This study is part of a long-term research program designed to identify and quantify acid rain damage to carbonate stone. Acidic deposition accelerates the dissolution of carbonate-stone monuments and building materials. Sequential sampling of runoff from carbonate-stone (marble) and glass (reference) microcatchments in the Adirondack Mountains in New York State provided a detailed record of the episodic fluctuations in rain rate and runoff chemistry during individual summer storms. Rain rate and chemical concentrations from carbonate-stone and glass runoff fluctuated three to tenfold during storms. Net calcium-ion concentrations from the carbonatestone runoff, a measure of stone dissolution, typically fluctuated twofold during these storms. High net sulfate and net calcium concentrations in the first effective runoff at the start of a storm indicated that atmospheric pollutants deposited on the stone surface during dry periods formed calcium sulfate minerals, an important process in carbonate stone dissolution. Dissolution of the carbonate stone generally increased up to twofold during coincident episodes of low rain rate (less than 5 millimeters per hour) and decreased rainfall (glass runoff) pH (less than 4.0); episodes of high rain rate (cloudbursts) were coincident with a rapid increase in rainfall pH and also a rapid decrease in the dissolution of carbonate-stone. During a storm, it seems the most important factors causing increased dissolution of carbonate stone are coincident periods of low rain rate and decreased rainfall pH. Dissolution of the carbonate stone decreased slightly as the rain rate exceeded about 5 millimeters per hour, probably in response to rapidly increasing rainfall pH during episodes of high rain rate and shorter contact time between the runoff and the stone surface. High runoff rates resulting from cloudbursts remove calcium sulfate minerals formed during dry periods prior to storms and also remove dissolution products formed in large measure by chemical weathering as a result of episodes of low rain rate and decreased rainfall pH during a storm.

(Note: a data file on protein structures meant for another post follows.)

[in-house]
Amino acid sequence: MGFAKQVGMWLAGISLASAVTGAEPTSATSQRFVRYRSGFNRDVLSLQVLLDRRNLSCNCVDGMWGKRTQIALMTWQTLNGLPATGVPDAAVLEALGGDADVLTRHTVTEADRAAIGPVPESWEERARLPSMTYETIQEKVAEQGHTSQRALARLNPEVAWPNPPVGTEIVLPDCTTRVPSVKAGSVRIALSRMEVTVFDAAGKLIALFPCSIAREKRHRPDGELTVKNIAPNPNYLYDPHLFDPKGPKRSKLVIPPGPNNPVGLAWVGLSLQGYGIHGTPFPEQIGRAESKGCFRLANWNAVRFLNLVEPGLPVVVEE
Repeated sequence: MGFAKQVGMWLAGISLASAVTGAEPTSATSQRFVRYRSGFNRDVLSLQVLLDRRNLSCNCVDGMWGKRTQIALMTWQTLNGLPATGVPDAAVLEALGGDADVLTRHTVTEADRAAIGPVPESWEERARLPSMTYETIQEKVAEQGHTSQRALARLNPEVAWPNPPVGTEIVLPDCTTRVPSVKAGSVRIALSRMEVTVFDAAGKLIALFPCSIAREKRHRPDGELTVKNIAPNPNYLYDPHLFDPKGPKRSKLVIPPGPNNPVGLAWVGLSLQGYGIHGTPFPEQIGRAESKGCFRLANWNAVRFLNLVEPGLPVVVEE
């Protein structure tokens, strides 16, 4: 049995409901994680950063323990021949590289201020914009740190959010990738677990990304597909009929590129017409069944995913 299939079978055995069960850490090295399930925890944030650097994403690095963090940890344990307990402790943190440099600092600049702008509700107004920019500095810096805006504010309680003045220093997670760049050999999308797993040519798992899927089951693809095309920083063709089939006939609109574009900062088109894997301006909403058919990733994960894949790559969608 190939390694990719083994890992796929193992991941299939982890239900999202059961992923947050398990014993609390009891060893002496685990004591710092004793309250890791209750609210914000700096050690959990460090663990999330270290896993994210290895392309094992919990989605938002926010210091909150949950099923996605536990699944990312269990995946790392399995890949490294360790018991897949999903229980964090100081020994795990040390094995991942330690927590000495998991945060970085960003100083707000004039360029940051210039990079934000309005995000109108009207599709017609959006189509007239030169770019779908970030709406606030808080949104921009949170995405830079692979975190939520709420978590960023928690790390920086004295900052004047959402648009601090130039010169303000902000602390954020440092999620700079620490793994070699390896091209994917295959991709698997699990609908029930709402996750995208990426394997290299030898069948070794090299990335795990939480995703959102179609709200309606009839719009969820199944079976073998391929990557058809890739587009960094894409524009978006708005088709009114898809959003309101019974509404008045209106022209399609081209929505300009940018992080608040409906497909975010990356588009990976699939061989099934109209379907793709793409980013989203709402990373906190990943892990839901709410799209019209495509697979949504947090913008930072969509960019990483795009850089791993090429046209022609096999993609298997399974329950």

Schuster, Paul F.; Reddy, Michael M.; Sherwood, S. I.

1994-01-01

101

Convections  

NSDL National Science Digital Library

This experiment demonstrates convection, the fundamental reason we have weather. Explore what happens when cold ice hits a tub of warm water. This activity guide includes a step-by-step instructional video.

Center, Saint L.

2013-01-30

102

The Impact on Simulated Storm Structure and Intensity of Variations in the Lifted Condensation Level and the Level of Free Convection  

NASA Technical Reports Server (NTRS)

The sensitivities of convective storm structure and intensity to changes in the altitudes of the prestorm environmental lifted condensation level and level of free convection axe studied using a full-physics three-dimensional cloud model. Matrices of simulations are conducted for a range of LCL=LFC altitudes, using a single moderately-sheared curved hodograph trace in conjunction with 1 convective available potential energy values of either 800 or 2000 J/kg, with the matrices consisting of all four combinations of two distinct choices of buoyancy and shear profile shape. For each value of CAPE, the LCL=LFC altitudes are also allowed to vary in a series of simulations based on the most highly compressed buoyancy and shear profiles for that CAPE, with the environmental buoyancy profile shape, subcloud equivalent potential temperature, subcloud lapse rates of temperature and moisture, and wind profile held fixed. For each CAPE, one final simulation is conducted using a near optimal LFC, but a lowered LCL, with a neutrally buoyant environmental thermal profile specified in between. Results show that, for the buoyancy-starved small-CAPE environments, the simulated storms are supercells and are generally largest and most intense when LCL=LFC altitudes lie in the approximate range 1.5-2.5 km above the surface. The simulations show similar trends for the shear-starved large-CAPE environments, except that conversion from supercell to multicell morphology frequently occurs when the LCL is high. For choices of LCL=LFC height within the optimal 1.5-2.5 km range, peak storm updraft overturning efficiency may approaches unity relative to parcel theory, while for lower LCL=LFC heights, overturning efficiency is reduced significantly. The enhancements of overturning efficiency and updraft diameter with increasing LFC height are shown to be the result of systematic increases in the mean equivalent potential temperature of the updraft at cloud base. For the shear-starved environments, the tendency for outflow dominance is eliminated, but a large overturning efficiency maintained, when a low LCL is used in conjunction with a high LFC. The result regarding outflow dominance at high LCL is consistent with expectations, but the beneficial effect of a high LFC on convective overturning efficiency has not previously been widely recognized. The simulation findings here also appear to be consistent with statistics from previous severe storm environment climatologies, but provide a new framework for interpreting those statistics.